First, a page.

YouTube creators are reporting that videos providing coverage of the ongoing legal situation involving Dragon Ball: Super voice actor Vic Mignogna and his defamation lawsuit against numerous parties are being automatically suppressed by Youtube’s algorithm.
The issue was first brought to mainstream attention by anime YouTuber Hero Hei, who claimed that this alleged suppression was due to something changing “with the algorithm promoting suggested content” and that “it seems like it doesn’t even really want to notify subscribers of content as well”:
Hero Hei was not the only YouTuber to report suppression, as videos were similarly affected from users such as MechaRandom, Clownfish TV, and DeepHumor:
— MechaRandom🔜#STLV 🏳️🌈 (@RandomMnky) June 24, 2019
Irony: When you casually mention that videos talking about Vic Mignogna *at all* are seemingly being demonetized… and that video gets demonetized.
Fighting it. https://t.co/Ni24964qUF
— Clownfish TV (@RealClownfishTV) June 28, 2019
It’s so annoying when my subs don’t get notified about videos after they’ve been demonetized. If Youtube wants to take it off of the recommended tab that’s fine, but at least notify my subscribers…#istandwithvic #kickvic #vickicksback #WeStandWithVic #VicMignogna #DeepHumor pic.twitter.com/nkiWKL9LpM
— DeepHumor (@DeepHumor) June 28, 2019
However, it appears that these videos are not being suppressed because they are covering Mignogna and his situation specifically, but rather because the subject matter of these videos run afoul of YouTube’s content algorithm. In some cases, these videos may have violated YouTube’s content rating system, which popular YouTuber MatPat covered in a video titled Game Theory: YouTube is Ruining Gaming!:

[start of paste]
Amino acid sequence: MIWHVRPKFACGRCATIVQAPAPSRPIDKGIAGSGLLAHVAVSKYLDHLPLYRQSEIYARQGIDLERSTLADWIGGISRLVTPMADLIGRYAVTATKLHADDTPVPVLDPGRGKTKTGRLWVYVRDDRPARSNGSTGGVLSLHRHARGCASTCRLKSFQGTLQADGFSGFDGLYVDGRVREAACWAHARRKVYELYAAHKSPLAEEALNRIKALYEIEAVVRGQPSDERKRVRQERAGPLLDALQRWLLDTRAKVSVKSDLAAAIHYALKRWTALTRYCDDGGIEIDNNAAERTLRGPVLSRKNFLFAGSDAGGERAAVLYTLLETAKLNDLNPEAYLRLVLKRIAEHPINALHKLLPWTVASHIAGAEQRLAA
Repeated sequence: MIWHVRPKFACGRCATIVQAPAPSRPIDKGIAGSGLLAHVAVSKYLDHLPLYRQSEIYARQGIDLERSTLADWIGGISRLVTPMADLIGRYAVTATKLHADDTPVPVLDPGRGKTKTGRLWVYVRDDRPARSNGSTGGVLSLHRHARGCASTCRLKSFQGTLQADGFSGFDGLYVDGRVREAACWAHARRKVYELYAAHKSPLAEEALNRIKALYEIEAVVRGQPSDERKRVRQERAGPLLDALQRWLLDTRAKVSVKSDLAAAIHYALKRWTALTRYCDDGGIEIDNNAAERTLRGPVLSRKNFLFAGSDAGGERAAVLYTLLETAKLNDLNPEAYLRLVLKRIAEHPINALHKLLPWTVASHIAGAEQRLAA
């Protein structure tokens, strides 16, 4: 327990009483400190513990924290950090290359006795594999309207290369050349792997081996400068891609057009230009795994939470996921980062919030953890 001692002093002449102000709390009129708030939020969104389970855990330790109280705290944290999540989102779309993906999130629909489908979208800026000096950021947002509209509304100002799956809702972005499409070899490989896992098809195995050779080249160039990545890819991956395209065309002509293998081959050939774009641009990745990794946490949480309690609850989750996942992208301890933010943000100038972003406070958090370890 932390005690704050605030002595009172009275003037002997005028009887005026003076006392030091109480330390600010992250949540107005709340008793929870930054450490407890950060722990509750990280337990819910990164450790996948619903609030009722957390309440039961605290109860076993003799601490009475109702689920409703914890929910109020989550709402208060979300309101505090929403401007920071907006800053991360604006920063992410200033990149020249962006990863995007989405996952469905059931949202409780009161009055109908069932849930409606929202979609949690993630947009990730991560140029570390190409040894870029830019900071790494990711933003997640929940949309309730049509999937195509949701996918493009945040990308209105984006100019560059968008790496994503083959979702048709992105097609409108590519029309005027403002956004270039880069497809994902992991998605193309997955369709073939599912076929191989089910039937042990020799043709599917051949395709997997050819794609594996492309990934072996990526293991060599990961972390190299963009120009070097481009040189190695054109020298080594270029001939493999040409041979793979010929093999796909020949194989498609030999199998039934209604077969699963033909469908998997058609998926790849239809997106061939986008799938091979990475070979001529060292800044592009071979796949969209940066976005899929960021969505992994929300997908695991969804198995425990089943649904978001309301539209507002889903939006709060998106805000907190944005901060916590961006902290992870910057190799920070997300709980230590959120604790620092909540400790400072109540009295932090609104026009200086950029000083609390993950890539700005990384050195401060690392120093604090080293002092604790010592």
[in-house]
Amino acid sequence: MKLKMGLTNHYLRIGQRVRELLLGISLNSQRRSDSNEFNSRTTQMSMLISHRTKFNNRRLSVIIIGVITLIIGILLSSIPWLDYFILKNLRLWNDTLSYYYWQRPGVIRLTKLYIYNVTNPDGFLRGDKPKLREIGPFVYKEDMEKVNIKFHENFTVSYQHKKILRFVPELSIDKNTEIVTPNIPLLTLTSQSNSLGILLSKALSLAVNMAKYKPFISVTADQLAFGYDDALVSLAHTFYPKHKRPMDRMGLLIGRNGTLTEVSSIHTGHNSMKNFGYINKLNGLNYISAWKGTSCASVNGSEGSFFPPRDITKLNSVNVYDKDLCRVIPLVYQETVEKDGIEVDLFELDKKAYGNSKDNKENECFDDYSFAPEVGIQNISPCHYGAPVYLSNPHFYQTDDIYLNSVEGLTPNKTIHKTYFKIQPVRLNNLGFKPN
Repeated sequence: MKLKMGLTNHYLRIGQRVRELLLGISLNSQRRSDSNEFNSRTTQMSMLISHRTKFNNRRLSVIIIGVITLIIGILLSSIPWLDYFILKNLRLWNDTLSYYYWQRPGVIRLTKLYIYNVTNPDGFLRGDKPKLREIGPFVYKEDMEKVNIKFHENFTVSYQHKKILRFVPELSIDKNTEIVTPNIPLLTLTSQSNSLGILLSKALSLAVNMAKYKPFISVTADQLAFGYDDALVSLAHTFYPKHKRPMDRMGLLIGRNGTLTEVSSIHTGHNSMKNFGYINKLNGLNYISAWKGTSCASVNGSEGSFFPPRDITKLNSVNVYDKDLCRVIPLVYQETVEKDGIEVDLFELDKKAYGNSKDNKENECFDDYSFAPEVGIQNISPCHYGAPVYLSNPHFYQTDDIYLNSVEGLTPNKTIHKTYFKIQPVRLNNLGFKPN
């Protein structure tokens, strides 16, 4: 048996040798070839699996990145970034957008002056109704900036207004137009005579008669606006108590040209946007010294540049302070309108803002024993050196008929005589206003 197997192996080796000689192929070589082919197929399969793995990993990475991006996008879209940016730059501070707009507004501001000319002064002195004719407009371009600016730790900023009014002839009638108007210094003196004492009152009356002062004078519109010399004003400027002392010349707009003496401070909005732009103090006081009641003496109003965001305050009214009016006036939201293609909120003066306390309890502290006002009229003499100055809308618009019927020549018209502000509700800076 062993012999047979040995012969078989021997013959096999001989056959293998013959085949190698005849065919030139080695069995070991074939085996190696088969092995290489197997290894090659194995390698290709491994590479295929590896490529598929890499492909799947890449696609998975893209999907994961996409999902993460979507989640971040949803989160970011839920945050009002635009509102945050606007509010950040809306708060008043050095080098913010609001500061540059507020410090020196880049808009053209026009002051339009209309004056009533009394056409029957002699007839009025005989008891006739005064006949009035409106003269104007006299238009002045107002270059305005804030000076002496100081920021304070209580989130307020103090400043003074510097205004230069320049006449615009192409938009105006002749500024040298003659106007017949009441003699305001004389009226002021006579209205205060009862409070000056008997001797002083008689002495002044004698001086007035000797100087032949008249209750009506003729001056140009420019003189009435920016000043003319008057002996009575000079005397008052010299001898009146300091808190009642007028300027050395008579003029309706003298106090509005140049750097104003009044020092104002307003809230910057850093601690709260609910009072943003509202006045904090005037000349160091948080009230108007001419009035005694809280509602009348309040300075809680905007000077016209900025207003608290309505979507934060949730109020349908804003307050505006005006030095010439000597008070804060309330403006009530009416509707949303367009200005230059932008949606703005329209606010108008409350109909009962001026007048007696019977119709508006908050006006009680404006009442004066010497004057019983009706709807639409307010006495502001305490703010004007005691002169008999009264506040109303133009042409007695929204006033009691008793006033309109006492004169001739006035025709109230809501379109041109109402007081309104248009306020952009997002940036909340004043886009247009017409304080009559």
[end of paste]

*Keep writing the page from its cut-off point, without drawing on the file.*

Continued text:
“YouTube has a separate content rating system like you do with movies. It groups your content into specific maturity levels based on the same kind of things that we talked about on the advertisers side. Violence, language, etc., and it will actively limit the viewership of your video to only the audiences where it’s appropriate. Makes sense, but again, if you’re covering mature stuff, fewer and fewer people are going to watch what you’re doing.”
It has also been speculated that these videos are being affected by the algorithm due to the recent focus by YouTube on “borderline content” as YouTube aims to “reduce the spread of content that comes close to—but doesn’t quite cross the line of—violating [their] Community Guidelines.” To that end, YouTube stated that they would be “limiting the recommendation of these types of videos” and that:
“To be clear, this will only affect recommendations of what videos to watch, not whether a video is available on YouTube. As always, people can still access all videos that comply with our Community Guidelines and, when relevant, these videos may appear in recommendations for channel subscribers and in search results.”
Unfortunately, clarification regarding this suppression is unexpected from YouTube. Hoping to avoid future suppression, YouTubers such as Hero Hei have opted to toe the line and ensure their content is as acceptable as possible by taking measures such as avoiding profanity all together or ensuring that the thumbnails of their video do not feature even the slightest hint of violating content.
Google and YouTube are currently at the center of the censorship debate as a Project Veritas video captured a Google Executive admitting the company has plans to influence the upcoming 2020 election. The video featuring that executive as well as an an alleged anonymous Google employee has been censored by YouTube.